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I WANDER'D lonely as a cloud
That floats on high o'er vales and hills,
When all at once I saw a crowd,
A host, of golden daffodils;
Beside the lake, beneath the trees,
Fluttering and dancing in the breeze.
Continuous as the stars that shine
And twinkle on the Milky Way,
They stretch'd in never-ending line
Along the margin of a bay:
Ten thousand saw I at a glance,
Tossing their heads in sprightly dance.
The waves beside them danced; but they
Out-did the sparkling waves in glee:
A poet could not but be gay,
In such a jocund company:
I gazed -- and gazed -- but little thought
What wealth the show to me had brought:
For oft, when on my couch I lie
In vacant or in pensive mood,
They flash upon that inward eye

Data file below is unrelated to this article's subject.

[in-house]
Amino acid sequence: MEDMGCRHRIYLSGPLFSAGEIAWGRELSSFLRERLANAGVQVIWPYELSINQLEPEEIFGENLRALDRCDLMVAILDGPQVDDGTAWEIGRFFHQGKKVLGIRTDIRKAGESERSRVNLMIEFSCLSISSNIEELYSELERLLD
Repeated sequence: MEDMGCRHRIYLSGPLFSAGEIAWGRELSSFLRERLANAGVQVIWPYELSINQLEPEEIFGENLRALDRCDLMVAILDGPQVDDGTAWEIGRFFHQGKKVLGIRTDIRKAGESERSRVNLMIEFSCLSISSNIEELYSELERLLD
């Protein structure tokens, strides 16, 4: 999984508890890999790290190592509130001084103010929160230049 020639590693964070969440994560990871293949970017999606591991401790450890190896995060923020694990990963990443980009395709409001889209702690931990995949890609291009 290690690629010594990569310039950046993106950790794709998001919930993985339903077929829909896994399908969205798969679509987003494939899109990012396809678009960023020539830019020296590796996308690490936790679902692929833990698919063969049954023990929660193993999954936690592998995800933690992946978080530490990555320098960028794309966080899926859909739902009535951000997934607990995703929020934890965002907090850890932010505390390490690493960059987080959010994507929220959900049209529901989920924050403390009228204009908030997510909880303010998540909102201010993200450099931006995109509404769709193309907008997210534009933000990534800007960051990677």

Which is the bliss of solitude;
And then my heart with pleasure fills,
And dances with the daffodils.
By William Wordsworth (1770-1850).
The overall theme of this poem is just to enjoy nature in its element. Don't be afraid to "wander" and waste time by filling your senses with the beauty and wonder of nature. Nature is spiritual, uplifting, soul-cleansing, and a pep rally for the whole person. Essentially, the poet is telling human nature that if we all took time to revitalize by taking a walk and enjoying simple things like daffodils dancing in the breeze, we would all get along much better and our quality of life would be ten-fold.
romantic poet william wordsworth is a worshiper of nature. he compares himself to the lonely clouds that float n high over vales & hills.while wandering there he saw a large number of daffodils beside the lake and beneath the the trees. ...............cont...later
"Daffodils' essentially talks about nature, and its beauty. Wordsworth being a nature poet has used beautiful symbolism, such as 'continous as the stars that shine' and 'a host, of golden daffodils'. The readers can almost see the scene themselves, which the poet had experienced during a walk. The poet is in a happy mood, and seeing the beautiful scene uplifts his spirits. He remembers them for a long tiem afterwards in his 'inward eye'.
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